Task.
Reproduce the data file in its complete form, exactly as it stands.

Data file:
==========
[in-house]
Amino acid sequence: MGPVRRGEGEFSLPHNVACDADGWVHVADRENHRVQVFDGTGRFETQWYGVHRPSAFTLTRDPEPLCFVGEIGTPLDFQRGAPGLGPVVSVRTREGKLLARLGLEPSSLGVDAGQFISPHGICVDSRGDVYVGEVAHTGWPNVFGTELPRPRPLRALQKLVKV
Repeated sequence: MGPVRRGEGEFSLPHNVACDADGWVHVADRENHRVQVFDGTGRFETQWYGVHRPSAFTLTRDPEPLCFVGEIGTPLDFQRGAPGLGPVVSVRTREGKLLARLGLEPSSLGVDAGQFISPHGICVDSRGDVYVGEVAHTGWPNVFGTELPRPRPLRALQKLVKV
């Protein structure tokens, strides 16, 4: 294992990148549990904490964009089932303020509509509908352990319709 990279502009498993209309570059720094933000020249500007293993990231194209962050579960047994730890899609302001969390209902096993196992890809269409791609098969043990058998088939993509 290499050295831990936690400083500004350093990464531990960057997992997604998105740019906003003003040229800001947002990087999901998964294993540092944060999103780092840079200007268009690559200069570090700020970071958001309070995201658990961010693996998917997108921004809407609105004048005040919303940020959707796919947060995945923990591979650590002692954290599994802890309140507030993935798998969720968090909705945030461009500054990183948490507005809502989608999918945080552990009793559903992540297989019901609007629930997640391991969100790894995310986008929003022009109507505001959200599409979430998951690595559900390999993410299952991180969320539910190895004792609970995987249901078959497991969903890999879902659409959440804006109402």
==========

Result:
[in-house]
Amino acid sequence: MGPVRRGEGEFSLPHNVACDADGWVHVADRENHRVQVFDGTGRFETQWYGVHRPSAFTLTRDPEPLCFVGEIGTPLDFQRGAPGLGPVVSVRTREGKLLARLGLEPSSLGVDAGQFISPHGICVDSRGDVYVGEVAHTGWPNVFGTELPRPRPLRALQKLVKV
Repeated sequence: MGPVRRGEGEFSLPHNVACDADGWVHVADRENHRVQVFDGTGRFETQWYGVHRPSAFTLTRDPEPLCFVGEIGTPLDFQRGAPGLGPVVSVRTREGKLLARLGLEPSSLGVDAGQFISPHGICVDSRGDVYVGEVAHTGWPNVFGTELPRPRPLRALQKLVKV
């Protein structure tokens, strides 16, 4: 294992990148549990904490964009089932303020509509509908352990319709 990279502009498993209309570059720094933000020249500007293993990231194209962050579960047994730890899609302001969390209902096993196992890809269409791609098969043990058998088939993509 290499050295831990936690400083500004350093990464531990960057997992997604998105740019906003003003040229800001947002990087999901998964294993540092944060999103780092840079200007268009690559200069570090700020970071958001309070995201658990961010693996998917997108921004809407609105004048005040919303940020959707796919947060995945923990591979650590002692954290599994802890309140507030993935798998969720968090909705945030461009500054990183948490507005809502989608999918945080552990009793559903992540297989019901609007629930997640391991969100790894995310986008929003022009109507505001959200599409979430998951690595559900390999993410299952991180969320539910190895004792609970995987249901078959497991969903890999879902659409959440804006109402």